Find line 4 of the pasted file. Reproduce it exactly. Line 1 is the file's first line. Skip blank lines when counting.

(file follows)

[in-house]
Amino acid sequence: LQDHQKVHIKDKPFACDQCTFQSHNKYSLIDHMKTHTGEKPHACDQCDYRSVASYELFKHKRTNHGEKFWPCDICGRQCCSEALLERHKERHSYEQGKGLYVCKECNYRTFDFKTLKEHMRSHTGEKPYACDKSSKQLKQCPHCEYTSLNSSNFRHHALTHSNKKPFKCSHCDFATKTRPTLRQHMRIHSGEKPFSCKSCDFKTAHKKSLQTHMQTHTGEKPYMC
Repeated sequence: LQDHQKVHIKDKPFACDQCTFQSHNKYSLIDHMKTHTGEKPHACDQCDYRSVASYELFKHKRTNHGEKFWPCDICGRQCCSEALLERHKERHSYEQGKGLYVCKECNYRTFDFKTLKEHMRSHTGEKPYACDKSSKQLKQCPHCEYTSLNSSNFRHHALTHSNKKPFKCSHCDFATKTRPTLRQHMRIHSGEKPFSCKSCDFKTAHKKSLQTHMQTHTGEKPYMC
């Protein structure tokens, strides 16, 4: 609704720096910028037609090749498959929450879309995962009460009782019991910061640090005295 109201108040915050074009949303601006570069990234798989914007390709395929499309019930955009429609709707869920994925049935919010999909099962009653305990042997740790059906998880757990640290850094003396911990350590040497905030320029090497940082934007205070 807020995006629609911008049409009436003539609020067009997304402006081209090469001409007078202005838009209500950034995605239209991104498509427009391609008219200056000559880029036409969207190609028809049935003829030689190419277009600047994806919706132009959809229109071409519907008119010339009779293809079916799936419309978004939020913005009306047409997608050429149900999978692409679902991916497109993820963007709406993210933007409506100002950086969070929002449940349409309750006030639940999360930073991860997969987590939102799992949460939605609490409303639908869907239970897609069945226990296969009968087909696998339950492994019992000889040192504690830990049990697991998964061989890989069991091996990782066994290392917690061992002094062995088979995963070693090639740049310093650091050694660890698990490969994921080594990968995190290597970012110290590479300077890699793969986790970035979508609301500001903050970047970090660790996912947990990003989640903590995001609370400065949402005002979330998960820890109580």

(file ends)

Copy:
């Protein structure tokens, strides 16, 4: 609704720096910028037609090749498959929450879309995962009460009782019991910061640090005295 109201108040915050074009949303601006570069990234798989914007390709395929499309019930955009429609709707869920994925049935919010999909099962009653305990042997740790059906998880757990640290850094003396911990350590040497905030320029090497940082934007205070 807020995006629609911008049409009436003539609020067009997304402006081209090469001409007078202005838009209500950034995605239209991104498509427009391609008219200056000559880029036409969207190609028809049935003829030689190419277009600047994806919706132009959809229109071409519907008119010339009779293809079916799936419309978004939020913005009306047409997608050429149900999978692409679902991916497109993820963007709406993210933007409506100002950086969070929002449940349409309750006030639940999360930073991860997969987590939102799992949460939605609490409303639908869907239970897609069945226990296969009968087909696998339950492994019992000889040192504690830990049990697991998964061989890989069991091996990782066994290392917690061992002094062995088979995963070693090639740049310093650091050694660890698990490969994921080594990968995190290597970012110290590479300077890699793969986790970035979508609301500001903050970047970090660790996912947990990003989640903590995001609370400065949402005002979330998960820890109580």